Hits: 2948
Times of India
23 October 2010
By Sumati Yengkhom
Kolkata, India

The conjunctivitis virus appears to be getting more aggressive this time around. Not only is the infection taking longer to heal, in many cases it is affecting the cornea, causing temporary blurring of vision. In some severe instances, blurring may persist as long as a year.

An infected person need not normally see an eye doctor because the ailment does not require any treatment as such. But this time, city ophthalmologists have reported an increasing number of patients with inflammation and irritation in the cornea, a condition called keratitis. In simple conjunctivitis, inflammation occurs only in the outermost layer of the eye called conjunctiva. When both conjunctiva and cornea are infected, it is called keratoconjunctivitis.

Adeno, the virus that causes conjunctivitis, does not usually attack the cornea. But this year, it is infiltrating the cornea, with infection leaving the patient with a spot in the cornea and causing temporary blurring of vision.

"The adeno strain virus is more virulent this time. The infection in many cases is reaching the cornea, causing blurring of vision. If not treated properly and in time, it may take months or even a year before normal vision is restored," said eye surgeon Ajanta Sinha.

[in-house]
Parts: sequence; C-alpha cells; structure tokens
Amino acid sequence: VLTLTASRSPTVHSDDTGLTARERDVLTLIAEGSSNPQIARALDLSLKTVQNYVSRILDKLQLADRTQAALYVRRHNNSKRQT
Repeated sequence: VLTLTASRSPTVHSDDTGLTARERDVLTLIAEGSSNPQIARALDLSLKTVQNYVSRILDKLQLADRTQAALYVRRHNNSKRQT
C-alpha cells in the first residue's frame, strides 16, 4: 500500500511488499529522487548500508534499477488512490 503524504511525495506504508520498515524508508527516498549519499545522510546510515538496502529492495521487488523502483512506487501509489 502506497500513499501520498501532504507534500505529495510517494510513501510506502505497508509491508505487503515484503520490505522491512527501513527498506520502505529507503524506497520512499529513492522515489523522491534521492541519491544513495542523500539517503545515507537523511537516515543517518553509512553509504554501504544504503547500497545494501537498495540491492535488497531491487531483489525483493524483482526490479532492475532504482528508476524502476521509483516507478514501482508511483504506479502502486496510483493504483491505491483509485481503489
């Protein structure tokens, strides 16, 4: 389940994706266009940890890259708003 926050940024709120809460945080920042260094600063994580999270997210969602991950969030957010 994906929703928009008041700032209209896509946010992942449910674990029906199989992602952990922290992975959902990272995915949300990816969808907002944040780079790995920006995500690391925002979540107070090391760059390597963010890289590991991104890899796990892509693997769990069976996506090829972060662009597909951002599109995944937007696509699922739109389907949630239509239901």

On an average, about two in every 10 patients with conjunctivitisrelated problems have been found to be suffering from keratocomjunctivitis. Since people are not aware of the condition and its consequences, they go to a doctor only when the problem gets worse.

While it takes four to seven days for conjunctivitis to go away, the infection may persist longer if the cornea is infected. Doctors advised people to consult an ophthalmologist immediately if they experienced blurring of vision even till after 10–12 days.

Conjunctivitis normally infects people during July–August, when monsoon is at its peak. But this time, it is affecting people in October as well. Delayed rains could be the reason, doctors pointed out.

"Though there is no particular season for conjunctivitis, the infection is often associated with the rainy season. The reason behind the attack at this time of the year could be the delayed rains," said eye surgeon and MMiC, health, Partha Pratim Hazari.

It’s An Eyesore
Conjunctivitis Peaks In City, Affects Cornea

Disclaimer: The news story on this page is the copyright of the cited publication. This has been reproduced here for visitors to review, comment on and discuss. This is in keeping with the principle of ‘Fair dealing’ or ‘Fair use’. Visitors may click on the publication name, in the news story, to visit the original article as it appears on the publication’s website.